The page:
Weston Iron Design took the money and ran
Even a small case arouses Ontario’s Consumer Services
September 29, 2015 by John Bleasby
Weston Iron Design seems to have vaporised into thin air, taking a client’s deposit along for the ride. The phone is dis-connected, the web page has been pulled, the Twitter account never used. However, that didn’t prevent Ontario Consumer Services from pursuing a case against the company, and having them fined, convicted, and sentenced for “engaging in an unfair practice by making false, misleading or deceptive representations to consumers.”
The first hint of trouble with Weston Iron Design appeared on Home Stars 4 years ago when ‘Paula from Bloor Wet Village’ gave the company a ‘0’ stars rating, having paid a $2200 deposit for a set of stairs and stair railing with no work to show for it. Paula explained that company representative ‘Jonathan’ “managed to string me along for months” and then claimed to have gone into bankruptcy; something Paula says was false.
Consumer Services took up the case and managed to track down both the company and a representative, perhaps the same ‘Jonathan’ that Paula described as a “smooth talker and charmer”. The case went to court last month and the company was fined $5,000 and required to pay a total of $2,200 in restitution. In addition, “the company was placed on probation for one year and a representative of the company is required to report to a probation officer over that period.“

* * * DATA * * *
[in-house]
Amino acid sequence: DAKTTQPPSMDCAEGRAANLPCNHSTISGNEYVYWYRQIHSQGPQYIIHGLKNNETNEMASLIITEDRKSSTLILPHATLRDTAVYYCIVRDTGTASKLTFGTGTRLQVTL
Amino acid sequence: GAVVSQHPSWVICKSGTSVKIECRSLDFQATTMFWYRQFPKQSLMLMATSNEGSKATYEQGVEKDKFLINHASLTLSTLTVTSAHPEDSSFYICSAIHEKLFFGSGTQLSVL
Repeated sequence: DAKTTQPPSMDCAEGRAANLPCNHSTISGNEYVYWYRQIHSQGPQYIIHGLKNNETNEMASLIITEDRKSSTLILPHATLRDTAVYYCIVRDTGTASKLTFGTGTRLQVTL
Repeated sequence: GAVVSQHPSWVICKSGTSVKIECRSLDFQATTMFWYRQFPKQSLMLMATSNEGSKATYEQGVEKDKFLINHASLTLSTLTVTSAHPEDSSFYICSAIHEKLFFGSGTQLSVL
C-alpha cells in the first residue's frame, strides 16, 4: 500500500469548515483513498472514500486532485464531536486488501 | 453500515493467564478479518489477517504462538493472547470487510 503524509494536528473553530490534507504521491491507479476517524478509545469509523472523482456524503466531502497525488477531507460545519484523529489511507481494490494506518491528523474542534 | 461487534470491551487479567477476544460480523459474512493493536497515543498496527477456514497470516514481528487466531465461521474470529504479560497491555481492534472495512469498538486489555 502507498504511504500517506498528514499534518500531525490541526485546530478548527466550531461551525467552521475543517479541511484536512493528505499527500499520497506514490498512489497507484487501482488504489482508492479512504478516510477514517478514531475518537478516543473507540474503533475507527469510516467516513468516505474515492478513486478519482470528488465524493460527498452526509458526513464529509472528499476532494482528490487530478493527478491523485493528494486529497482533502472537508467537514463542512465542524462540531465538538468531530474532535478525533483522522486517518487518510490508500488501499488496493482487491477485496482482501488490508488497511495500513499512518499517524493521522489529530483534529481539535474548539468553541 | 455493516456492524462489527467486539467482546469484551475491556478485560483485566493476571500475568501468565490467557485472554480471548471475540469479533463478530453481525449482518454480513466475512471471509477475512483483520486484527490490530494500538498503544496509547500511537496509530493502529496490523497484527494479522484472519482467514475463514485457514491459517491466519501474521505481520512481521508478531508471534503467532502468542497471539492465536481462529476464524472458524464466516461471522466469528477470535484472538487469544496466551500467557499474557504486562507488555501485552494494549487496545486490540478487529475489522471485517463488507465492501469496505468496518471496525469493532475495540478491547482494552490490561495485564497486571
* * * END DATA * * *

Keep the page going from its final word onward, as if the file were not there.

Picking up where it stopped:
What has become of the firm today is unknown. However, as Paula suggests, if they re-emerge or open up under a new name, consumers and contractors would be well-advised to “stay far away from this company and this fraudster.”
This case illustrates Consumer Services willingness to pursue even smaller instances that cause hardship and loss for individuals. Ontario’s Consumer Protection Act provides for fines of up to $250,000 for corporations per charge and $50,000 per charge for individuals convicted of offences. It also provides for jail terms of up to two years less a day for each offence, and empowers the court to order offenders to pay compensation or make restitution to victims.